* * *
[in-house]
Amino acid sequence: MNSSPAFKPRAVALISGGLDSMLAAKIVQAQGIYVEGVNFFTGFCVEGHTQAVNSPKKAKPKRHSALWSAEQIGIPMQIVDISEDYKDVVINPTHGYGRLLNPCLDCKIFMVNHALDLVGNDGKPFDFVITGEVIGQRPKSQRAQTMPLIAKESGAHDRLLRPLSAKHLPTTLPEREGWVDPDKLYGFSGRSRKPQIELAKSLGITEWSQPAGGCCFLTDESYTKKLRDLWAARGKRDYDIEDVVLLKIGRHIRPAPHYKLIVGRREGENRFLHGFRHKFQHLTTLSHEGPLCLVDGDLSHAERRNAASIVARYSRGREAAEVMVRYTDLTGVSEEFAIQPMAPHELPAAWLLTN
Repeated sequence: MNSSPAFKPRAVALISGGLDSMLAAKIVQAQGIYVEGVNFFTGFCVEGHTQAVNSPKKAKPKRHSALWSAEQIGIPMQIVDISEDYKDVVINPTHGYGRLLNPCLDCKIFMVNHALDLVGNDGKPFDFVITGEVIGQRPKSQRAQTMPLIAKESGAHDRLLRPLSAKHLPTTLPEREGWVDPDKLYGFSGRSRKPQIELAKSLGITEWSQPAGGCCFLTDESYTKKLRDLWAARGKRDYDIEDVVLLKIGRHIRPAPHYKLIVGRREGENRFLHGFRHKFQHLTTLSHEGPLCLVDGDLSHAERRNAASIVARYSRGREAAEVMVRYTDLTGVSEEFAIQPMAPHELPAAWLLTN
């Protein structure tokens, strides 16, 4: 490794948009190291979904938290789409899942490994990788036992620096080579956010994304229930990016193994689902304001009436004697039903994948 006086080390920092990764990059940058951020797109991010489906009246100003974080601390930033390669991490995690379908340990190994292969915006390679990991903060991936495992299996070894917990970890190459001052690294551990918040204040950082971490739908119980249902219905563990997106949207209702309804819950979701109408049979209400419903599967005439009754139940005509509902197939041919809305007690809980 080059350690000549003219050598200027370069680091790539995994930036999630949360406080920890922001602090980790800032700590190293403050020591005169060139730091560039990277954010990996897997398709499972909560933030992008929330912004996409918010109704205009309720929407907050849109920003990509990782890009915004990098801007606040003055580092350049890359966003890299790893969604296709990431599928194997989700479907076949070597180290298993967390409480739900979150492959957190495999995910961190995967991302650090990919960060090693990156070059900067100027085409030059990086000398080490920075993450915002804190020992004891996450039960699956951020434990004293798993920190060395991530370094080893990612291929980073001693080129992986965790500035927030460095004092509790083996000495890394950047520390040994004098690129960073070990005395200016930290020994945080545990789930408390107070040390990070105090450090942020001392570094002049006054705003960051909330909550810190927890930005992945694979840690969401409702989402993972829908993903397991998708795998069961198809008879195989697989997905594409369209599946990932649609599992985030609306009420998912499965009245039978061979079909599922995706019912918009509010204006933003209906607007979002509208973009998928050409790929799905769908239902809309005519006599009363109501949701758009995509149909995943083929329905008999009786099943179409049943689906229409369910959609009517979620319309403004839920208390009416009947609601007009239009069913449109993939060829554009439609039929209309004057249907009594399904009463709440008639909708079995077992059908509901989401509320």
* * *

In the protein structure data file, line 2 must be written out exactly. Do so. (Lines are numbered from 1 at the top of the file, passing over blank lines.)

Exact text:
Amino acid sequence: MNSSPAFKPRAVALISGGLDSMLAAKIVQAQGIYVEGVNFFTGFCVEGHTQAVNSPKKAKPKRHSALWSAEQIGIPMQIVDISEDYKDVVINPTHGYGRLLNPCLDCKIFMVNHALDLVGNDGKPFDFVITGEVIGQRPKSQRAQTMPLIAKESGAHDRLLRPLSAKHLPTTLPEREGWVDPDKLYGFSGRSRKPQIELAKSLGITEWSQPAGGCCFLTDESYTKKLRDLWAARGKRDYDIEDVVLLKIGRHIRPAPHYKLIVGRREGENRFLHGFRHKFQHLTTLSHEGPLCLVDGDLSHAERRNAASIVARYSRGREAAEVMVRYTDLTGVSEEFAIQPMAPHELPAAWLLTN